From a purely statistical standpoint (all else being equal) individuals with no history of a hands-on sexual offense against a child, but who have accessed child pornography, are at low risk as a group of committing a hands-on sexual offense in the future. [*5]
From a forensic clinical perspective, as opposed to an actuarial perspective, it is important to be aware that when individuals are investigated by criminal justice authorities for having allegedly accessed child pornography, their computers and other electronic devices are routinely confiscated. That enables investigators to ascertain whether attempts have been made to enter chat rooms that cater to children and whether an electronic device has been used to try to entice a child.
In many instances, youngsters within the home of the suspect may have been questioned by child protective services and deemed not to have been abused. There may have been media publicity, with no children having come forward alleging sexual abuse.
These matters can and should be assessed when performing a forensic evaluation. Diagnosing a Pedophilic Disorder in the absence of credible forensic or clinical evidence of an attempt to engage a child sexually could mistakenly infer that such contacts with a child had occurred or that they were likely to occur. For that reason, one should not ordinarily diagnose a Pedophilic Disorder in the case of individuals who have viewed child pornography, but who have no known history of child molestation.
DSM-5 includes a diagnostic category labeled Other Specified Paraphilic Disorder. In the absence of evidence of any prior attempts to approach a child sexually and assuming that the criteria to diagnose a paraphilic disorder are present, one could achieve diagnostic specificity by making that diagnosis in the case of individuals who have viewed child pornography. The primary components of that diagnosis would be Pedophilia and Voyeurism, with the added specifier that pedophilic acts have been limited to the voyeuristic viewing of child pornography. Such a diagnosis would convey information in a clear and unambiguous fashion.
Clinically (as opposed to forensically), making distinctions between fantasies (e.g., voyeuristic fantasies) and real-life intentions is frequently not difficult. Many men in therapy have acknowledged feeling sexually aroused by images depicting rape, and some women have acknowledged being sexually aroused by fantasies of being raped. That does not mean that most such men are likely to become rapists or that most such women actually want to become rape victims. With the advent of the Internet, distinguishing between private fantasies and public intentions constitutes an ongoing forensic concern. Even though viewing sexualized images of children is illegal, privately viewing such images and fantasizing about them does not necessarily reflect a real-life intent or interest in being sexual with a child.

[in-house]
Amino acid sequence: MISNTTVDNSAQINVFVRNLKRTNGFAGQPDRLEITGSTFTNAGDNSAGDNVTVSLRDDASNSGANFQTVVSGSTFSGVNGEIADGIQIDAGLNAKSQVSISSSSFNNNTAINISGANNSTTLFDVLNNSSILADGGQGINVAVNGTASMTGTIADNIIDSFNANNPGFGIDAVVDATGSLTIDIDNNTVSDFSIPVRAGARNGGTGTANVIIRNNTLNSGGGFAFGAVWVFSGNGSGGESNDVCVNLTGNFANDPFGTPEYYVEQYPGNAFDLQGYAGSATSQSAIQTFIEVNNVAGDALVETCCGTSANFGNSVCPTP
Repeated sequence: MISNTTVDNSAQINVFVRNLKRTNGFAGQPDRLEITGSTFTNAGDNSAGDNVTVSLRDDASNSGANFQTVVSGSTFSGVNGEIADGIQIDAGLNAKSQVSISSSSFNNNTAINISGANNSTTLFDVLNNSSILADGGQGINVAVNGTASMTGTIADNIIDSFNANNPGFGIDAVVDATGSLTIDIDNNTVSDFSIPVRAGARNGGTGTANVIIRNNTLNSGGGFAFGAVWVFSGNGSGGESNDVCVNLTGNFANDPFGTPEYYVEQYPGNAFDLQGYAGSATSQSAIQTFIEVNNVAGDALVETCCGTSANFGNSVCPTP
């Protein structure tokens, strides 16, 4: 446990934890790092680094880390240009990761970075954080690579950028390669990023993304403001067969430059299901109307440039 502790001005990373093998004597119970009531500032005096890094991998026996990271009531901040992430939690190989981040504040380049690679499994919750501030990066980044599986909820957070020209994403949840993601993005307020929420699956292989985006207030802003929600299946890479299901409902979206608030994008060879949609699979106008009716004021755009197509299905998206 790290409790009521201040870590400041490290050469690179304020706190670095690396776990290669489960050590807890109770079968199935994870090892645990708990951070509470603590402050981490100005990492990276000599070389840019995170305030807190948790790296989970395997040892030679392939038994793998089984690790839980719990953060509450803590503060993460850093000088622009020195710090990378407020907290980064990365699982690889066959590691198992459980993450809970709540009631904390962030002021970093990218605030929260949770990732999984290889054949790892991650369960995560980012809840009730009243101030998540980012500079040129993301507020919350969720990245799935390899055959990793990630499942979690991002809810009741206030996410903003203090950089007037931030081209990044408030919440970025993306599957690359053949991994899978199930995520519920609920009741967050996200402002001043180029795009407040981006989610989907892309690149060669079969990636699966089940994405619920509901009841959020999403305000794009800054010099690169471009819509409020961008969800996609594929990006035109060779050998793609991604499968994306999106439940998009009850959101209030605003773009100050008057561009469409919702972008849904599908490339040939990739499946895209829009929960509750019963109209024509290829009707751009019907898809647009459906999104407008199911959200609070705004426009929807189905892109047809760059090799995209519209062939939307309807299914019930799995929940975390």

Pedophilia as a Sexual Orientation
DSM-5 did not err in referring to Pedophilia as a sexual orientation. In diagnosing any psychiatric disorder (including a Pedophilic Disorder), ordinarily the intent is to guide patient care, management, and research. In discussing the diagnostic features of individuals who are sexually attracted to prepubescent children, DSM-5 notes that some could be said to have a pedophilic sexual orientation.
The term sexual orientation ordinarily reflects an individual’s subjective awareness of the category (or categories) of persons toward whom he or she is erotically attracted. Clinically, there are individuals (many of whom are described as having Pedophilia) who report a subjective awareness of being erotically attracted (either exclusively or in part) toward a category of individuals comprised of prepubescent children. Many report experiencing those attractions as unchosen in a fashion that seems very much like an orientation. That such attractions are often unwanted does not alter their resemblance to an orientation.
In expressing its intent to remove the phrase Pedophilic Sexual Orientation from the DSM-5 discussion of Pedophilia, the APA press release stated in part
“APA stands firmly behind efforts to criminally prosecute those who sexually abuse and exploit children and adolescents. We also support continued efforts to develop treatments for those with a Pedophilic Disorder with the goal of preventing future acts of abuse.” [*2]
Without question, the protection of children should be a priority both for society and for the psychiatric profession. The APA statement says nothing about why persons diagnosed with a Pedophilic Disorder need or deserve treatment in their own right or about why (except for the disturbing consequences of acting upon pedophilic urges) Pedophilia should not be thought of as an orientation.
The APA was correct in supporting a criminal justice component to the serious matter of child sexual abuse. To the extent that pedophilic urges and fantasies cannot be either punished or legislated away, the APA was also correct in publically supporting the need for effective psychiatric treatment for individuals who have a Pedophilic Disorder. Publicly acknowledging Pedophilia as a sexual orientation that can be distinguished from a criminal mindset might also have been useful.
Distinguishing Psychiatric and Criminal Implications